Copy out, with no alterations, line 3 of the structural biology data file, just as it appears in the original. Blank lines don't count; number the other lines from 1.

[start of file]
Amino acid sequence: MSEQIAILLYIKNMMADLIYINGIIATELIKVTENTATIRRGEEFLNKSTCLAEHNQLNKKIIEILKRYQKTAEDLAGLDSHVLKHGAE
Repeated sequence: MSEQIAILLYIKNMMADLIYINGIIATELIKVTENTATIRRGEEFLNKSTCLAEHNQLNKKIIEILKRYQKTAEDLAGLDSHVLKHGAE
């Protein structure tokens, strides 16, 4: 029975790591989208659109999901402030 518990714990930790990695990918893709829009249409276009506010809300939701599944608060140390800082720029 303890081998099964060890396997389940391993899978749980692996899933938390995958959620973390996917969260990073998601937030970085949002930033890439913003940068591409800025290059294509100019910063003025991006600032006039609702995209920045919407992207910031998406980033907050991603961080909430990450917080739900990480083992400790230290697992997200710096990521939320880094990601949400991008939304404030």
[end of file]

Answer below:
């Protein structure tokens, strides 16, 4: 029975790591989208659109999901402030 518990714990930790990695990918893709829009249409276009506010809300939701599944608060140390800082720029 303890081998099964060890396997389940391993899978749980692996899933938390995958959620973390996917969260990073998601937030970085949002930033890439913003940068591409800025290059294509100019910063003025991006600032006039609702995209920045919407992207910031998406980033907050991603961080909430990450917080739900990480083992400790230290697992997200710096990521939320880094990601949400991008939304404030």